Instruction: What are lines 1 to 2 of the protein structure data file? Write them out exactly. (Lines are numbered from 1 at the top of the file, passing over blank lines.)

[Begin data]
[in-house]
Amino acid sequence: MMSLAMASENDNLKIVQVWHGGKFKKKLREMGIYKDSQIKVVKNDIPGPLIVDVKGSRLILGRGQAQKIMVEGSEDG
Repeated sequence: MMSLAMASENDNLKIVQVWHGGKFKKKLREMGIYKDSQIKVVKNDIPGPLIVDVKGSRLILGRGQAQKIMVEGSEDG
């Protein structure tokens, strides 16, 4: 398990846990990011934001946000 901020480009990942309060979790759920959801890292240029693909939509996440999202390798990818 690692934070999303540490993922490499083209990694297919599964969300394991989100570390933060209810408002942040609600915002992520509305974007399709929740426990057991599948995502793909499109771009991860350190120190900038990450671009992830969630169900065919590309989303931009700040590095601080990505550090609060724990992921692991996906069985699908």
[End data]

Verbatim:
[in-house]
Amino acid sequence: MMSLAMASENDNLKIVQVWHGGKFKKKLREMGIYKDSQIKVVKNDIPGPLIVDVKGSRLILGRGQAQKIMVEGSEDG